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An outlier in data science is an expected but occasionally frustrating occurrence for statisticians. Outliers fit well outside the pattern of a data sample, which causes confusion and needs to be addressed. This article will go over what outlying data points are, how they affect data and what options data scientists have for dealing with them.

Definition Of An Outlier

An outlier is simply a data point that is drastically different or distant from other data points. A set of data can have just one outlier or several. To be an outlier, a data point must not correspond with the general trend of the data set. It must be very noticeably outside the pattern. There are several types of outliers, including point outliers, contextual outliers, and collective outliers. A point outlier is when single data points fall outside the normal pattern of the distribution. A contextual outlier means the points’ deviation is within the same context. Collective outliers can form their own patterns that lead to new discoveries.

How Do Outliers Happen?

There are a number of reasons why outliers in data science can occur. They could be the result of a measurement error, data entry errors, errors in data processing, problems with a sample or simply a natural result in the data. For example, political polls often generate results that are far outside the expected range. Pollsters then usually average all results to gain a more accurate prediction of a race. In the case of a clear measurement error, outliers are usually discarded. However, as reported by Towards Data Science, it is very important for data scientists to use outlier detection techniques to discover the cause of the outliers before deciding what to do about them.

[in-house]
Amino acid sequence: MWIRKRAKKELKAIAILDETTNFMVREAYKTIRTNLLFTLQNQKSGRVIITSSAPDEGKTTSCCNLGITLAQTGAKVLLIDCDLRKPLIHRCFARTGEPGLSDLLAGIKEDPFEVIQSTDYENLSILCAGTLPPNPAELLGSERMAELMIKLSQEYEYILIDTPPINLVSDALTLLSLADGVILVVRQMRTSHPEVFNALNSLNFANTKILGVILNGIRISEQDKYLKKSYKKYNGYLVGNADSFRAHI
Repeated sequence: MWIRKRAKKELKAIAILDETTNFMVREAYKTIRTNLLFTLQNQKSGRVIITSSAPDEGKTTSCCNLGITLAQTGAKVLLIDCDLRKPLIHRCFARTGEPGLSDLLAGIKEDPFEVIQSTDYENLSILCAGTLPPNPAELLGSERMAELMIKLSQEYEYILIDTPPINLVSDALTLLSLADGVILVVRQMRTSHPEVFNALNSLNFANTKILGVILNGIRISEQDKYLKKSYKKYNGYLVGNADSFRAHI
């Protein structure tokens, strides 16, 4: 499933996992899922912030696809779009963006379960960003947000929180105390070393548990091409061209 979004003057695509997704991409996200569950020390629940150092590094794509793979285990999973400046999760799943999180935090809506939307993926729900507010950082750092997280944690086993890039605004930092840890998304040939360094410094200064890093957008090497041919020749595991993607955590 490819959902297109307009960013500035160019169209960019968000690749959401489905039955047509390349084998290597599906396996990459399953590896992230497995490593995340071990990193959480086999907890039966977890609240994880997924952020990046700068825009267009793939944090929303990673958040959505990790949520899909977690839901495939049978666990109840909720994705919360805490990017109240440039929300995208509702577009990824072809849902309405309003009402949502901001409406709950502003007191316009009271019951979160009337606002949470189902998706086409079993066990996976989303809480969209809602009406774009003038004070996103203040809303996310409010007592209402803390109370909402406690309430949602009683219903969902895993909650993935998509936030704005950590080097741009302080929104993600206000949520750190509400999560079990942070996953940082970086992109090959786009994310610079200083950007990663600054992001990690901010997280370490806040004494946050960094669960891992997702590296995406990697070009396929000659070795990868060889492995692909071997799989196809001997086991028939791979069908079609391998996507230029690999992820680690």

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How Are Outliers Dealt With?

Outliers can spoil data, so while they are to be expected, data scientists are wary of them and must respond to them correctly. There are a number of ways data scientists can handle outliers. The most common decision is whether to include or remove outlying data points. The first thing data scientists do when encountering outliers is to ensure the data was entered into the model correctly. If an error is discovered, it needs to be corrected immediately. Whether removing them is correct or not largely depends on the context and what information is desired from the data set. In some cases, outliers can safely be removed. In others, they should simply be presented with the rest of the results. It will be clear that these outliers, while legitimate, do not fit the established pattern.

How Are Outliers Helpful?

Outliers can be very helpful for data scientists. Outliers can indicate that theories might be invalid, which can force data scientists to reevaluate their preconceived notions about the source of the data they’ve collected. Outliers may also indicate that there was an issue with the way the experiment itself was set up, or point out a data entry error. Because what constitutes an outlier is so subjective, data points that may appear to be outliers may actually be within a more normal range of the data pattern.

Data scientists should not be afraid of outliers. They are going to occur and may even prove to have unseen benefits. Outliers in data science can be frustrating but also beneficial for data scientists no matter their subject of study.


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